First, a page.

Improvements End DEQ Case

By Local Report    
Saturday, 25 February 2006
The City of Tulsa Public Works Department has received official notice from the State Department of Environmental Quality (“DEQ”) that all tasks required by state and federal administrative and consent orders dating back to the 1980s have been completed and the Consent Order Case has been closed.

The Consent order required that capacities be expanded and deficiencies corrected in the City’s sewage collection and treatment systems. The resulting work, which began in the early 1990s and required dedicated funds from 5-year and 15-year capital improvement plans, cost more than $491 million.
“This is an important milestone for Tulsa,” said Public Works Director Charles Hardt. “It shows that we are meeting the federal and state standards that both the U.S. Environmental Protection Agency (EPA) and the Oklahoma Department of Environmental Quality (ODEQ) set out for us when these orders were issued. It demonstrates that we have eliminated many of the problems and greatly reduced the number of sewage backups and overflows in the City’s system.”

Hardt emphasized that, just because the administrative orders are expiring, the City can’t let down its guard or discontinue the programs that have resulted in improvements. Constant monitoring of the City’s 1,860 miles of sewer lines, and detection of leaks in private lines feeding into the public system, must continue, he said.

The City’s efforts to make the mandated sewer system improvements included:
·  Completing 233 wastewater capital projects including collection systems, overflow basins and treatment facilities.
·  Making a comprehensive study of the wastewater system.
·  Making 15 Sanitary Sewer Evaluation Surveys including pipe & manhole inspections and sealing, smoke and dye testing, flow monitoring, hydraulic modeling, and more.
·  Installing more than 70 permanent flow monitors that provide data used to prioritize work areas.
·  Creating 5-year and 15-year capital improvement plans with dedicated funds for collection system rehabilitation.
·  Expanding capacity of treatment plants (now capable of treating 102 million gallons per day).
·  Replacing old sewers.
·  Lining sewer pipes – a cost-effective method that minimizes restoration costs and disruption to traffic and other surface activities.
·   Creating an optional time-payment plan for property owners with sewer line leaks in which the City makes needed repairs to private lines and the customer can pay the cost over an extended period of time as a part of their monthly utility bills.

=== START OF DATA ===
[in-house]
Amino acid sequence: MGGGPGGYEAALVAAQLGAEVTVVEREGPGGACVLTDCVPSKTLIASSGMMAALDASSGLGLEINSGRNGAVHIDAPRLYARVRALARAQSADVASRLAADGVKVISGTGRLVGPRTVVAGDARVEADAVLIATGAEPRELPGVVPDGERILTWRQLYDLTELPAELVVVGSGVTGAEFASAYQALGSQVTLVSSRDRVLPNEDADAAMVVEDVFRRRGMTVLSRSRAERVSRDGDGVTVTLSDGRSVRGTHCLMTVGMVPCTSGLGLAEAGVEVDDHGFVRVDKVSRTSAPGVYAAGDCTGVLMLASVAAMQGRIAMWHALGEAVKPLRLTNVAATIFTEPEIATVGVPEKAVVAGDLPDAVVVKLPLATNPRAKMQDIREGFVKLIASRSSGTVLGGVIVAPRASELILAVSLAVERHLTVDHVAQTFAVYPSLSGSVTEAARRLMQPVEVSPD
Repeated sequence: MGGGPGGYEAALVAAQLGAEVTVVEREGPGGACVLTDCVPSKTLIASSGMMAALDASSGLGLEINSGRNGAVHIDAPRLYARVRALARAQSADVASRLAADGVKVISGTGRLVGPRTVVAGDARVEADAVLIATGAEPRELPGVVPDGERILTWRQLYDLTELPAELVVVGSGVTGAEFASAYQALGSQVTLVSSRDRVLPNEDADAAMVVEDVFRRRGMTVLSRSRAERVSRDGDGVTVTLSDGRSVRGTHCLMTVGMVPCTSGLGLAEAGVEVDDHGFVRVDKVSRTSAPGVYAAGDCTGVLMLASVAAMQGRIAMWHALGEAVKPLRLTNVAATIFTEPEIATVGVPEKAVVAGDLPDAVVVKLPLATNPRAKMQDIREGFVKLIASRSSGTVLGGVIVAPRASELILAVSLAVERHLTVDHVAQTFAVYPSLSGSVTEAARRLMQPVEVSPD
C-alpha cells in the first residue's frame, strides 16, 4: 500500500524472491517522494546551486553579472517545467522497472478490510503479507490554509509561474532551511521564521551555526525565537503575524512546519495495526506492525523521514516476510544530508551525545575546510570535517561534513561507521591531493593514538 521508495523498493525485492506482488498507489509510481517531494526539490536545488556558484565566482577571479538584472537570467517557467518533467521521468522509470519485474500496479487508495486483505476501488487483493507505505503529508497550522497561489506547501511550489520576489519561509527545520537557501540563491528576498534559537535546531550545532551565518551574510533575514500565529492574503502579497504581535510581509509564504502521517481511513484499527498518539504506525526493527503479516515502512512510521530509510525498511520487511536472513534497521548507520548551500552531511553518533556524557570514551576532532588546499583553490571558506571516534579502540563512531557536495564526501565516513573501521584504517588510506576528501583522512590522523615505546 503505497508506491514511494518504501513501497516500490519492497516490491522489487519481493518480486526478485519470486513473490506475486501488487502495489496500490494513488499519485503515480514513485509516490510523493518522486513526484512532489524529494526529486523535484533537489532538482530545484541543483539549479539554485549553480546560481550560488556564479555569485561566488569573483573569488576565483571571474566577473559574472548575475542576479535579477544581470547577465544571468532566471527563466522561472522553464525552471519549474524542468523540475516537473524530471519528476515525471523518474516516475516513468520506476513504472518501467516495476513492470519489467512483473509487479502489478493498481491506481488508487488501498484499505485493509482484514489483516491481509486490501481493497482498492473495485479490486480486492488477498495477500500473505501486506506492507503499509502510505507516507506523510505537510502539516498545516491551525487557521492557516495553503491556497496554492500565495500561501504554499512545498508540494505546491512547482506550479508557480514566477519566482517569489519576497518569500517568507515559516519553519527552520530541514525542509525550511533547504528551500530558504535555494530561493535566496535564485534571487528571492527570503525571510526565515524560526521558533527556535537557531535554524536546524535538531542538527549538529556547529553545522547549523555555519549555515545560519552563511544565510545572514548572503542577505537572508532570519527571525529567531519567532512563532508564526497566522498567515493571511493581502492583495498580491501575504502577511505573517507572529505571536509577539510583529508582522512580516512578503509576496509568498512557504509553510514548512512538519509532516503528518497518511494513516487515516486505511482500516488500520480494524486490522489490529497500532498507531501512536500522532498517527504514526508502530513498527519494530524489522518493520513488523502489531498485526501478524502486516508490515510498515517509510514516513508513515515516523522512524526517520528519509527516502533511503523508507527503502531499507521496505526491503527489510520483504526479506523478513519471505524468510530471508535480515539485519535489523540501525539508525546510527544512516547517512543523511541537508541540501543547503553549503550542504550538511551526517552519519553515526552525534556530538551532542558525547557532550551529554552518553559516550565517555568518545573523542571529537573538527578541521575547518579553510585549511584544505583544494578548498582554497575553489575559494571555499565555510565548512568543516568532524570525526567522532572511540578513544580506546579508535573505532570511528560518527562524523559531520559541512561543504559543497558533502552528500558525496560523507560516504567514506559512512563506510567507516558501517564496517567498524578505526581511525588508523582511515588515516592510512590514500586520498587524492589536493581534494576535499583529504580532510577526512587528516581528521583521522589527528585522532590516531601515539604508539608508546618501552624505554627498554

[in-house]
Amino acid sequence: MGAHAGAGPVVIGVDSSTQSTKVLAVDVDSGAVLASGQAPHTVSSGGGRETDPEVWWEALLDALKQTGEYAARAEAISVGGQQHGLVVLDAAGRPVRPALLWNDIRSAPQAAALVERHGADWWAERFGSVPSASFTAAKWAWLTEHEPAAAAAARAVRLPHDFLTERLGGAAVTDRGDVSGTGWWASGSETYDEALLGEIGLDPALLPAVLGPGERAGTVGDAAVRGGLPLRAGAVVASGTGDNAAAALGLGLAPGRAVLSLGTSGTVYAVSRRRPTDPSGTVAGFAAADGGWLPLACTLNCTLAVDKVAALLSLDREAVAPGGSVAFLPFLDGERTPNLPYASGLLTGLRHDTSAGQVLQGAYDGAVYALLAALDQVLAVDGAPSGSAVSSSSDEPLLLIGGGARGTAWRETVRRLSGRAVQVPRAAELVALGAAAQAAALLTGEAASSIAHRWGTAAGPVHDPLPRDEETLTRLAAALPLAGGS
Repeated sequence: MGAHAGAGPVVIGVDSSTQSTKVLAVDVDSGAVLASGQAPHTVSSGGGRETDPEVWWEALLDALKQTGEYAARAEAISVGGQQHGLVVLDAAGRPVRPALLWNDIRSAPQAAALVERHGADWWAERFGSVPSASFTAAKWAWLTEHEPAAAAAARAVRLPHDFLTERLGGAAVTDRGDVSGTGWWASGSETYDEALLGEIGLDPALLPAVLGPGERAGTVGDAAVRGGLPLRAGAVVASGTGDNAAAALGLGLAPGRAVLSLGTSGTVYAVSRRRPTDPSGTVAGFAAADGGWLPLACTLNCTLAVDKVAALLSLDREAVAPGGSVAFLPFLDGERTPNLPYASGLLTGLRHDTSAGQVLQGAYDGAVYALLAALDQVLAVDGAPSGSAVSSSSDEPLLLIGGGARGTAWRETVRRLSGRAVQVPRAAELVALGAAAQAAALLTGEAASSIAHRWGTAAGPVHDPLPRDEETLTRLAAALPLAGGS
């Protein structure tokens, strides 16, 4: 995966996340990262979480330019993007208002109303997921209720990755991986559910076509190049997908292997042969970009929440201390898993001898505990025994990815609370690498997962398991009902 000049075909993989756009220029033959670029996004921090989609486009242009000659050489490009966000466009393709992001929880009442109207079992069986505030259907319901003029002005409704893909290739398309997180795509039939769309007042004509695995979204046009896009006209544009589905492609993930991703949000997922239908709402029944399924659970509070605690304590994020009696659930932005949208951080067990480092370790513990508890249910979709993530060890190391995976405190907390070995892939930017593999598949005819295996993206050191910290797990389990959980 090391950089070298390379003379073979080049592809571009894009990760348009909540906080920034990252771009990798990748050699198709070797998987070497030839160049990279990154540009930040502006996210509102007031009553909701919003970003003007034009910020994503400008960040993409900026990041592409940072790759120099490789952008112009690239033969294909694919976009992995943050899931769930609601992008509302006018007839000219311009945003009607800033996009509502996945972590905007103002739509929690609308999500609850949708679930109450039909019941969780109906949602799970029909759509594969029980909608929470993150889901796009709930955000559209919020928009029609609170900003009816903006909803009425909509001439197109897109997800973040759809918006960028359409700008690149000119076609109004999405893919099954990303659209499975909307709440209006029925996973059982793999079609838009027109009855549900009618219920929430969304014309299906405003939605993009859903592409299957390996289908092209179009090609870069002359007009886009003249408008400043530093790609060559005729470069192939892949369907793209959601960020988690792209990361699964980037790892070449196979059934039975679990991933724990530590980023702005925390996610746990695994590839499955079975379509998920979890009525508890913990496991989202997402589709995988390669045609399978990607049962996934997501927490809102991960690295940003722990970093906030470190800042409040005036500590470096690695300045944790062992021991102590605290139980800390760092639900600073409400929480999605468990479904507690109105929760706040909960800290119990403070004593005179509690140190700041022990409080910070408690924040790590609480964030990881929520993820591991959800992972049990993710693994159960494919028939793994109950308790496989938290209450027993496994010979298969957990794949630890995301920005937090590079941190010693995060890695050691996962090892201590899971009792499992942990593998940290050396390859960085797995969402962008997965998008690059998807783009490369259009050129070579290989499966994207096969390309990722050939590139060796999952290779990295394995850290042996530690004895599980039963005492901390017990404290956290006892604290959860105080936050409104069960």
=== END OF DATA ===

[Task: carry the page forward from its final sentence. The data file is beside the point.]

The infiltration of rainwater or other surface water into the sewer system contributed heavily to sewer backups in homes and businesses, and greatly increased the volume of material entering treatment plants.  Six flow-equalization (overflow) basins, with a capacity of 134 million gallons, were constructed throughout the city to handle wet-weather overflows.

A 2005 monitoring program showed no overflows.  A 2002 study showed a 95 percent reduction in chronic wet-weather overflows, compared to the average in 1994/95.

Funding for the programs has come from several sources including sanitary sewer fees paid by City utility customers, from sales taxes and from general obligation bonds.

The City has become more pro-active in addressing conditions that caused sewer system problems. One example is the City’s FOG Program. FOG – an acronym for Fats, Oil & Grease – is an on-going educational and enforcement effort aimed at reducing or eliminating sewer line blockages caused by disposal of cooking greases in sanitary sewers. Fats and greases from home and restaurant kitchens can congeal in the sewer lines to create large blockages.

The City is also implementing a Capacity, Management, Operations and Maintenance (CMOM) program that includes monitoring and analyzing flows, hydraulic modeling, on-going cleaning and identification, and prioritization of needed projects.

"Tulsa Metropolitan Utility Authority (TMUA) members are committed to proactively maintaining the City’s sewer infrastructure and wastewater treatment plants in a manner that will prevent State and federal administrative orders and consent decrees in the future,” said TMUA member Jim Cameron   “We will continue partnering with ODEQ and EPA to reach forthcoming goals as Tulsa strives to become the national model for improvement of its wastewater infrastructure.”
Last Updated ( Saturday, 25 February 2006 )